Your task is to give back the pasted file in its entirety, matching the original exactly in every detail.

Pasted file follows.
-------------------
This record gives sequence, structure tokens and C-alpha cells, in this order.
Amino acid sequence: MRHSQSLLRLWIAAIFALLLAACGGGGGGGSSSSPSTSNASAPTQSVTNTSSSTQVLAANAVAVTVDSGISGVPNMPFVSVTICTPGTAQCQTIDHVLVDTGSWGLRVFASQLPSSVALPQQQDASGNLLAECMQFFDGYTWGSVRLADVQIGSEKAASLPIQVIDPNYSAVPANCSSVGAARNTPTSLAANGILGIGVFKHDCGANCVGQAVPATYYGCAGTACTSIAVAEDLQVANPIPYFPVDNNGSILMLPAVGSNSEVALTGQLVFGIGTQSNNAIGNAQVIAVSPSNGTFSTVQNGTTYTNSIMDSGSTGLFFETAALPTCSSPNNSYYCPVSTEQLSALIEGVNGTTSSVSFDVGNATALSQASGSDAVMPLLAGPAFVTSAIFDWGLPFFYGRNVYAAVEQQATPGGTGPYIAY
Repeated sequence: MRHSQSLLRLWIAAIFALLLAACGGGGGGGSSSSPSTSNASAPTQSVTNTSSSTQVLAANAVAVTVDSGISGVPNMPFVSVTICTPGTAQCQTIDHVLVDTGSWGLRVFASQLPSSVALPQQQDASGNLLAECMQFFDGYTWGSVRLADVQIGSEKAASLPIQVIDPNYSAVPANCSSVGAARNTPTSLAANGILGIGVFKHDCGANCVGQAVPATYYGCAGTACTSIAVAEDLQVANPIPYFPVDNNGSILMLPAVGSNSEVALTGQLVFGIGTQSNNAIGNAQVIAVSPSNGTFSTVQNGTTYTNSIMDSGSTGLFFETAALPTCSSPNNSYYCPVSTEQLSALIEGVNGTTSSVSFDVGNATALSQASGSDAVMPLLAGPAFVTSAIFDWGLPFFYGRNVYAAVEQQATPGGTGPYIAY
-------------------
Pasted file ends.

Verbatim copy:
This record gives sequence, structure tokens and C-alpha cells, in this order.
Amino acid sequence: MRHSQSLLRLWIAAIFALLLAACGGGGGGGSSSSPSTSNASAPTQSVTNTSSSTQVLAANAVAVTVDSGISGVPNMPFVSVTICTPGTAQCQTIDHVLVDTGSWGLRVFASQLPSSVALPQQQDASGNLLAECMQFFDGYTWGSVRLADVQIGSEKAASLPIQVIDPNYSAVPANCSSVGAARNTPTSLAANGILGIGVFKHDCGANCVGQAVPATYYGCAGTACTSIAVAEDLQVANPIPYFPVDNNGSILMLPAVGSNSEVALTGQLVFGIGTQSNNAIGNAQVIAVSPSNGTFSTVQNGTTYTNSIMDSGSTGLFFETAALPTCSSPNNSYYCPVSTEQLSALIEGVNGTTSSVSFDVGNATALSQASGSDAVMPLLAGPAFVTSAIFDWGLPFFYGRNVYAAVEQQATPGGTGPYIAY
Repeated sequence: MRHSQSLLRLWIAAIFALLLAACGGGGGGGSSSSPSTSNASAPTQSVTNTSSSTQVLAANAVAVTVDSGISGVPNMPFVSVTICTPGTAQCQTIDHVLVDTGSWGLRVFASQLPSSVALPQQQDASGNLLAECMQFFDGYTWGSVRLADVQIGSEKAASLPIQVIDPNYSAVPANCSSVGAARNTPTSLAANGILGIGVFKHDCGANCVGQAVPATYYGCAGTACTSIAVAEDLQVANPIPYFPVDNNGSILMLPAVGSNSEVALTGQLVFGIGTQSNNAIGNAQVIAVSPSNGTFSTVQNGTTYTNSIMDSGSTGLFFETAALPTCSSPNNSYYCPVSTEQLSALIEGVNGTTSSVSFDVGNATALSQASGSDAVMPLLAGPAFVTSAIFDWGLPFFYGRNVYAAVEQQATPGGTGPYIAY